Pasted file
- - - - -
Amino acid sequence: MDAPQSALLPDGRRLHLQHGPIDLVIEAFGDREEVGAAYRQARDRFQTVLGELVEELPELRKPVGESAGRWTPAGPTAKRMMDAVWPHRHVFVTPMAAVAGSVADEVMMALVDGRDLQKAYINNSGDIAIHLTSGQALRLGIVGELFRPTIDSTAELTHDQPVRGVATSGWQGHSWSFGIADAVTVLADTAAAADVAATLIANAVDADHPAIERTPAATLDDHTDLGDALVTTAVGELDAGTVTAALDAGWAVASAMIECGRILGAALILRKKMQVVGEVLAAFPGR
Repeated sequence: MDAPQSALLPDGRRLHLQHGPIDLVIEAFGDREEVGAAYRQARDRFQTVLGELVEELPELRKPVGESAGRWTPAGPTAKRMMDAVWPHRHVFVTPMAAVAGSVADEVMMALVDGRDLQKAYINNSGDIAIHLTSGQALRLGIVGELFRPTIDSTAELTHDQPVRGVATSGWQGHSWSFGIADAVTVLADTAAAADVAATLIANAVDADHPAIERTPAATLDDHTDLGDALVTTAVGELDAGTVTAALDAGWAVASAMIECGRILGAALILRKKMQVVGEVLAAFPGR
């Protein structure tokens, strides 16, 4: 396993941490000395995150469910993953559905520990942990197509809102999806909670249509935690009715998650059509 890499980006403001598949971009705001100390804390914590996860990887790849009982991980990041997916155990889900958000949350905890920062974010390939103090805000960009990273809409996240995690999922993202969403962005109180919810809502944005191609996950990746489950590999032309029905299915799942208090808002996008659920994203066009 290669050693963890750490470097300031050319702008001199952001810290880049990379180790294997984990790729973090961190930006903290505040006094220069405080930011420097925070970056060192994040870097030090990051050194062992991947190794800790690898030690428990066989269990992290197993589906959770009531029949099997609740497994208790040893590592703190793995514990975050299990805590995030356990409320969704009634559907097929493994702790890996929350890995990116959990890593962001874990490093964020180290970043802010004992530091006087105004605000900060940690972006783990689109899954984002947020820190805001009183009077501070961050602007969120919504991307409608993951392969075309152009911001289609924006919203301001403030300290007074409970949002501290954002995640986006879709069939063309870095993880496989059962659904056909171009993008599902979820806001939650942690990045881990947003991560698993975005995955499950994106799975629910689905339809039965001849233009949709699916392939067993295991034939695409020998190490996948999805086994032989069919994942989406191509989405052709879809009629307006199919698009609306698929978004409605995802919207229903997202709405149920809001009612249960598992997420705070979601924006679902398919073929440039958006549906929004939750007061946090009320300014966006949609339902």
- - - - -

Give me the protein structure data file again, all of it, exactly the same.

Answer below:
Amino acid sequence: MDAPQSALLPDGRRLHLQHGPIDLVIEAFGDREEVGAAYRQARDRFQTVLGELVEELPELRKPVGESAGRWTPAGPTAKRMMDAVWPHRHVFVTPMAAVAGSVADEVMMALVDGRDLQKAYINNSGDIAIHLTSGQALRLGIVGELFRPTIDSTAELTHDQPVRGVATSGWQGHSWSFGIADAVTVLADTAAAADVAATLIANAVDADHPAIERTPAATLDDHTDLGDALVTTAVGELDAGTVTAALDAGWAVASAMIECGRILGAALILRKKMQVVGEVLAAFPGR
Repeated sequence: MDAPQSALLPDGRRLHLQHGPIDLVIEAFGDREEVGAAYRQARDRFQTVLGELVEELPELRKPVGESAGRWTPAGPTAKRMMDAVWPHRHVFVTPMAAVAGSVADEVMMALVDGRDLQKAYINNSGDIAIHLTSGQALRLGIVGELFRPTIDSTAELTHDQPVRGVATSGWQGHSWSFGIADAVTVLADTAAAADVAATLIANAVDADHPAIERTPAATLDDHTDLGDALVTTAVGELDAGTVTAALDAGWAVASAMIECGRILGAALILRKKMQVVGEVLAAFPGR
């Protein structure tokens, strides 16, 4: 396993941490000395995150469910993953559905520990942990197509809102999806909670249509935690009715998650059509 890499980006403001598949971009705001100390804390914590996860990887790849009982991980990041997916155990889900958000949350905890920062974010390939103090805000960009990273809409996240995690999922993202969403962005109180919810809502944005191609996950990746489950590999032309029905299915799942208090808002996008659920994203066009 290669050693963890750490470097300031050319702008001199952001810290880049990379180790294997984990790729973090961190930006903290505040006094220069405080930011420097925070970056060192994040870097030090990051050194062992991947190794800790690898030690428990066989269990992290197993589906959770009531029949099997609740497994208790040893590592703190793995514990975050299990805590995030356990409320969704009634559907097929493994702790890996929350890995990116959990890593962001874990490093964020180290970043802010004992530091006087105004605000900060940690972006783990689109899954984002947020820190805001009183009077501070961050602007969120919504991307409608993951392969075309152009911001289609924006919203301001403030300290007074409970949002501290954002995640986006879709069939063309870095993880496989059962659904056909171009993008599902979820806001939650942690990045881990947003991560698993975005995955499950994106799975629910689905339809039965001849233009949709699916392939067993295991034939695409020998190490996948999805086994032989069919994942989406191509989405052709879809009629307006199919698009609306698929978004409605995802919207229903997202709405149920809001009612249960598992997420705070979601924006679902398919073929440039958006549906929004939750007061946090009320300014966006949609339902």